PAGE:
Daily Archives: January 5, 2012
DUBLIN CITY centre will be predominantly for pedestrians, cyclists and those using public transport, with through-traffic discouraged, according to a new strategy developed by city planners.
Titled Your City, Your Space , the draft strategy notes that more than 500,000 people access the city centre daily – 235,000 workers, 45,000 students, 120,000 shoppers or other visitors and 116,000 inner city residents.
Notwithstanding the recession, it states that projections for 2020 suggest figures could increase to 350,000 workers, 70,000 students and 180,000 residents. This would “put pressure on the public realm”, requiring reallocation of road space.
“While economic needs require private car and service vehicle access . . . the predominant movement pattern in the city centre will be on foot – which means it is vital that the public realm is easily accessible, pleasant and safe.”
Dublin City Council says it recognises that a “collaborative approach” is needed to “develop a standard of public realm befitting our capital city”. The draft strategy sets out detailed actions to achieve this, in collaboration with other agencies.
City manager John Tierney says the purpose of the strategy is not to propose expensive master plans or signature redevelopments for the coming years but is about working to create better ways to carry out the work that goes on each day in the city.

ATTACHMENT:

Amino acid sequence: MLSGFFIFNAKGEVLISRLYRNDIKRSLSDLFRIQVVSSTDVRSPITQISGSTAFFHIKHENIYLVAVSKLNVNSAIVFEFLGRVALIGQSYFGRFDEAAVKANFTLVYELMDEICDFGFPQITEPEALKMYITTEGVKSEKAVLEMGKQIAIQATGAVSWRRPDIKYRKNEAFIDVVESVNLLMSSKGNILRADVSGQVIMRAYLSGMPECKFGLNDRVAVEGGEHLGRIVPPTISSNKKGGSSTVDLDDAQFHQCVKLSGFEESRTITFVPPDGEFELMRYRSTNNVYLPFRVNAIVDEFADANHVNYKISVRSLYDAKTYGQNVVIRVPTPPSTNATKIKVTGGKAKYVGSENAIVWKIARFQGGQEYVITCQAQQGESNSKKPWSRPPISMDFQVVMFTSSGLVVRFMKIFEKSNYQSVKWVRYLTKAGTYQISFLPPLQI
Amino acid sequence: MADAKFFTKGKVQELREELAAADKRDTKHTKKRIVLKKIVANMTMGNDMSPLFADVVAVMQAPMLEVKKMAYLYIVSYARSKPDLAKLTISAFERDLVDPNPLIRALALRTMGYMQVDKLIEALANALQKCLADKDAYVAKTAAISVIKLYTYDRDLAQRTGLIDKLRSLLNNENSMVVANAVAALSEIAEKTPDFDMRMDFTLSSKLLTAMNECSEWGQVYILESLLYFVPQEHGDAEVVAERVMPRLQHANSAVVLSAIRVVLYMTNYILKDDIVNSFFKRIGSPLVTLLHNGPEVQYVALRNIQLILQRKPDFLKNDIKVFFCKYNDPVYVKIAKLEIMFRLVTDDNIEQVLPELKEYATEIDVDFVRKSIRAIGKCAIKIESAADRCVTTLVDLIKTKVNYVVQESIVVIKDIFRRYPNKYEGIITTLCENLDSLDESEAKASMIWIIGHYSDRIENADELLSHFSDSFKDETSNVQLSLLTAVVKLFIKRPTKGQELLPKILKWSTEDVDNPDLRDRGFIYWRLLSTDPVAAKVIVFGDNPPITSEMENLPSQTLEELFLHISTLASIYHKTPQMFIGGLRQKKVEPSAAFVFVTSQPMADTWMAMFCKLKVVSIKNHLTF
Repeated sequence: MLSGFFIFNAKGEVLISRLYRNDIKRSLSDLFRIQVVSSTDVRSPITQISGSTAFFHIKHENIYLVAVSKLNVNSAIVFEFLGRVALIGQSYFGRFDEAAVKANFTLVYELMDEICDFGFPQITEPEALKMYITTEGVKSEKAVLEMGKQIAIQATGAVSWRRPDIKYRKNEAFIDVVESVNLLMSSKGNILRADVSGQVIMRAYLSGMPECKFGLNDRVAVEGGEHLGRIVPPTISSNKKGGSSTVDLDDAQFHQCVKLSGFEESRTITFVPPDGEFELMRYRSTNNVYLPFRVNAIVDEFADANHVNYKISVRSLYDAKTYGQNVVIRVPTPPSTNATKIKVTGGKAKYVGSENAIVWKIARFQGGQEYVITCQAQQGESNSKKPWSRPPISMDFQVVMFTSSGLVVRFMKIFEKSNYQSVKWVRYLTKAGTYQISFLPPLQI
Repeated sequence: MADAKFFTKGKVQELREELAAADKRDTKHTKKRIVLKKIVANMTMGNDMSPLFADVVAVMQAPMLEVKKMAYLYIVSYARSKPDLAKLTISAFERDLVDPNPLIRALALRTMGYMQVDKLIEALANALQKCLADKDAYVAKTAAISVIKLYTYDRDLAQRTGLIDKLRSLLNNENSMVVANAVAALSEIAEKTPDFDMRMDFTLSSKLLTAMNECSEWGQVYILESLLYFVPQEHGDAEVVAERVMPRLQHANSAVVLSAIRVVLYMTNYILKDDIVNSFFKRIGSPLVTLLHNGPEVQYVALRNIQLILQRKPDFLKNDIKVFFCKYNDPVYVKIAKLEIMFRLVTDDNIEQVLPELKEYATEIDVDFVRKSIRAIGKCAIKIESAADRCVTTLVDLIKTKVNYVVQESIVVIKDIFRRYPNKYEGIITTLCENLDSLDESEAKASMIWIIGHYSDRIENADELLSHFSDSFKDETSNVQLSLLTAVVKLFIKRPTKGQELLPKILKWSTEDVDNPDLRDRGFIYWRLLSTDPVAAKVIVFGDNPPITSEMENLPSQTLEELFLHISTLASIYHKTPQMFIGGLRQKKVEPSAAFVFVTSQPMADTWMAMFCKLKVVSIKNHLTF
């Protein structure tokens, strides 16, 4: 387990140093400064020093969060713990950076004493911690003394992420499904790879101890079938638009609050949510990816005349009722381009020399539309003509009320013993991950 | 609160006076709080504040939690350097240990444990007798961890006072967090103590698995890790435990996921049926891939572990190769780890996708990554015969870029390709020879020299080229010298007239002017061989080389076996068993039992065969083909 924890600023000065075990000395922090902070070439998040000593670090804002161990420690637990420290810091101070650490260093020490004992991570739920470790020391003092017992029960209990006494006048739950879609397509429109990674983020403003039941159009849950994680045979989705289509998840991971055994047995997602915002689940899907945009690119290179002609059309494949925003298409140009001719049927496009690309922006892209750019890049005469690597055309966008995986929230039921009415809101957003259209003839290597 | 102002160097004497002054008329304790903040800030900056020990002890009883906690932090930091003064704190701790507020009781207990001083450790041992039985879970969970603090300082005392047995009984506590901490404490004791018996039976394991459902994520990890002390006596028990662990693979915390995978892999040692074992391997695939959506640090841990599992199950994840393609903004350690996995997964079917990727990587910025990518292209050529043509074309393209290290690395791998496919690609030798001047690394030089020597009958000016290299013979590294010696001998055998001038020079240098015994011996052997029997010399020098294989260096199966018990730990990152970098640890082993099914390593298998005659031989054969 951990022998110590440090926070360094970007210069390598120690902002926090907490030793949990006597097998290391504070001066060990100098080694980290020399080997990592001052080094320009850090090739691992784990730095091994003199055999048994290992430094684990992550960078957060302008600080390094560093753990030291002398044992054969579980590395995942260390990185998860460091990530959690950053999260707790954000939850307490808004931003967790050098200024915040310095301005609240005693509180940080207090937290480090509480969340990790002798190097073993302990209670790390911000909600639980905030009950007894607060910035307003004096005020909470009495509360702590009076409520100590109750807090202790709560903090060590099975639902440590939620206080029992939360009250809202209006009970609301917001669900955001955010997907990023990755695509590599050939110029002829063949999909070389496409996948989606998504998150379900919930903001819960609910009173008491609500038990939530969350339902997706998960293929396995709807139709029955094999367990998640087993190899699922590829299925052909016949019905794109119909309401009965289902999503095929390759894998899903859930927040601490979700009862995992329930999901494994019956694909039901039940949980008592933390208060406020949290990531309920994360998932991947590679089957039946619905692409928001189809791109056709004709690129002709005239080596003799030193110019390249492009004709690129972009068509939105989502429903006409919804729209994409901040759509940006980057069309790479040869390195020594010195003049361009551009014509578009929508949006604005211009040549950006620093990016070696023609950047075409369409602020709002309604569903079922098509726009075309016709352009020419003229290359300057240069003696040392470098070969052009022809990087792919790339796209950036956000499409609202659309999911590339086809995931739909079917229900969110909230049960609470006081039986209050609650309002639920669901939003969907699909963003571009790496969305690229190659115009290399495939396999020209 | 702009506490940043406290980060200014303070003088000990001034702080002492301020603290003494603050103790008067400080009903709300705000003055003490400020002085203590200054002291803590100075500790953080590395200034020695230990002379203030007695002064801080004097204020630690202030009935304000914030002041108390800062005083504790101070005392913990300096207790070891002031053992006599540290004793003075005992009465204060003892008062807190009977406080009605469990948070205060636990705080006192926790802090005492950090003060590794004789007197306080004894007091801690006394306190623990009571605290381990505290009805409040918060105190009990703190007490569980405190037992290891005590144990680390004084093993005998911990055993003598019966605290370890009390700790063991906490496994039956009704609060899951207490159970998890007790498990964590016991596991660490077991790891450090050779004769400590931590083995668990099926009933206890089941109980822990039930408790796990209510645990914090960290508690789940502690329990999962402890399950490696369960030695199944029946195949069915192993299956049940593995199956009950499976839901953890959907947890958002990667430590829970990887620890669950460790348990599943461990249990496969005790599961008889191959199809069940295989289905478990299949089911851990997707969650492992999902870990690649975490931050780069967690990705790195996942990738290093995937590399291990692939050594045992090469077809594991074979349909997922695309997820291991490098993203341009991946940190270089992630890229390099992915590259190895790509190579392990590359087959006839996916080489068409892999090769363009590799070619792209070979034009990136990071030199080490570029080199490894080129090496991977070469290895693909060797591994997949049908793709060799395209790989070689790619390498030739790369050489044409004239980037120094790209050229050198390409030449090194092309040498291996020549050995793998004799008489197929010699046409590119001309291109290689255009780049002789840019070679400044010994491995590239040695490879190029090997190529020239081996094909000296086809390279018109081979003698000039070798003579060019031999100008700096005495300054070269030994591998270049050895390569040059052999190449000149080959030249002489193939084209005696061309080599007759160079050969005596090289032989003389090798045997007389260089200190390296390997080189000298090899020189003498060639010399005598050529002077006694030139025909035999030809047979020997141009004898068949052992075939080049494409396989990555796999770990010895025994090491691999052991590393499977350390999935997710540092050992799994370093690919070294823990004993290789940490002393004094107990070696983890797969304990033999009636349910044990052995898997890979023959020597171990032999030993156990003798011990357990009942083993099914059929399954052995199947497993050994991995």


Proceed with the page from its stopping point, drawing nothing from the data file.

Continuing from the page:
Key players carrying out works in public spaces are identified as the city council, transport agencies, utility companies, State agencies and private developers.
However, there is “no overarching control mechanism other than a permit system”, the draft states.
“Establishing an effective code of practice for doing work and reinstating afterwards would be beneficial . . . it would also reduce waste and costs,” it adds. A need for consistency in materials used is also noted.
“There has been a proliferation of street furniture, signage and other forms of street clutter in recent years [which has] negatively affected the accessibility of spaces and their visual quality,” it states. Removing such clutter, where possible, would improve the public realm.
Among the proposals listed in the strategy are a pilot project to tackle an unidentified “high-profile dereliction blackspot in the city centre”, develop designs to upgrade Grafton Street, College Green and a “project” to improve the Liffey quays.